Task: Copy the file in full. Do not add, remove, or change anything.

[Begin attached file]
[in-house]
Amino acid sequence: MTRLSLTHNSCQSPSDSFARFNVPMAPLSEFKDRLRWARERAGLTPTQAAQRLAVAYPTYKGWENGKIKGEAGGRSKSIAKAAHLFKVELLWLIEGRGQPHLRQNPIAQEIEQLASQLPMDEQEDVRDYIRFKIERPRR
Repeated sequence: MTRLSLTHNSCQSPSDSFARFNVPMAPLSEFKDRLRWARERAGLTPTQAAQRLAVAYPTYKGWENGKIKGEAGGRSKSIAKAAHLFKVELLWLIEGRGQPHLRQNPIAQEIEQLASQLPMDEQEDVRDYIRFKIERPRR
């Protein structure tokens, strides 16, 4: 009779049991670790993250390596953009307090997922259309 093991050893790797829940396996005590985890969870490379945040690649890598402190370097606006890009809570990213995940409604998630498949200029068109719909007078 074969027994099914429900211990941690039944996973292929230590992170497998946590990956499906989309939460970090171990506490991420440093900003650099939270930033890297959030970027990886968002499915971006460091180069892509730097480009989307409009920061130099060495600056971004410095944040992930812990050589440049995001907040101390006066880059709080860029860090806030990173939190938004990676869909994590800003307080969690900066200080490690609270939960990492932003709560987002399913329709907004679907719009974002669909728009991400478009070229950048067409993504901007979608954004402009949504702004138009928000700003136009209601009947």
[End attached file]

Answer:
[in-house]
Amino acid sequence: MTRLSLTHNSCQSPSDSFARFNVPMAPLSEFKDRLRWARERAGLTPTQAAQRLAVAYPTYKGWENGKIKGEAGGRSKSIAKAAHLFKVELLWLIEGRGQPHLRQNPIAQEIEQLASQLPMDEQEDVRDYIRFKIERPRR
Repeated sequence: MTRLSLTHNSCQSPSDSFARFNVPMAPLSEFKDRLRWARERAGLTPTQAAQRLAVAYPTYKGWENGKIKGEAGGRSKSIAKAAHLFKVELLWLIEGRGQPHLRQNPIAQEIEQLASQLPMDEQEDVRDYIRFKIERPRR
């Protein structure tokens, strides 16, 4: 009779049991670790993250390596953009307090997922259309 093991050893790797829940396996005590985890969870490379945040690649890598402190370097606006890009809570990213995940409604998630498949200029068109719909007078 074969027994099914429900211990941690039944996973292929230590992170497998946590990956499906989309939460970090171990506490991420440093900003650099939270930033890297959030970027990886968002499915971006460091180069892509730097480009989307409009920061130099060495600056971004410095944040992930812990050589440049995001907040101390006066880059709080860029860090806030990173939190938004990676869909994590800003307080969690900066200080490690609270939960990492932003709560987002399913329709907004679907719009974002669909728009991400478009070229950048067409993504901007979608954004402009949504702004138009928000700003136009209601009947």